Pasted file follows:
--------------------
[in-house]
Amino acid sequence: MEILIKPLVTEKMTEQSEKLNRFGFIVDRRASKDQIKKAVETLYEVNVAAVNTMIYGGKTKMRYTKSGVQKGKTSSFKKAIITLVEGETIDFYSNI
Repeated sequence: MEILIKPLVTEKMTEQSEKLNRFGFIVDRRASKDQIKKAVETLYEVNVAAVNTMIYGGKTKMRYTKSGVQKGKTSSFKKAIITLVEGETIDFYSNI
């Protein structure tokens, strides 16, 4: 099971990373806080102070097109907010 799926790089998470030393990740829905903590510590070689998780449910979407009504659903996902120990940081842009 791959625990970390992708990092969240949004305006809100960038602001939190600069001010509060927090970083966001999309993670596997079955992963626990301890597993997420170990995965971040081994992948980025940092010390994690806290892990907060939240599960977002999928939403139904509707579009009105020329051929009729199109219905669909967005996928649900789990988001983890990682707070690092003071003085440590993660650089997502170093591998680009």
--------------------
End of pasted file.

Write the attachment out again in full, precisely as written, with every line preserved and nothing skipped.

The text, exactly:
[in-house]
Amino acid sequence: MEILIKPLVTEKMTEQSEKLNRFGFIVDRRASKDQIKKAVETLYEVNVAAVNTMIYGGKTKMRYTKSGVQKGKTSSFKKAIITLVEGETIDFYSNI
Repeated sequence: MEILIKPLVTEKMTEQSEKLNRFGFIVDRRASKDQIKKAVETLYEVNVAAVNTMIYGGKTKMRYTKSGVQKGKTSSFKKAIITLVEGETIDFYSNI
């Protein structure tokens, strides 16, 4: 099971990373806080102070097109907010 799926790089998470030393990740829905903590510590070689998780449910979407009504659903996902120990940081842009 791959625990970390992708990092969240949004305006809100960038602001939190600069001010509060927090970083966001999309993670596997079955992963626990301890597993997420170990995965971040081994992948980025940092010390994690806290892990907060939240599960977002999928939403139904509707579009009105020329051929009729199109219905669909967005996928649900789990988001983890990682707070690092003071003085440590993660650089997502170093591998680009």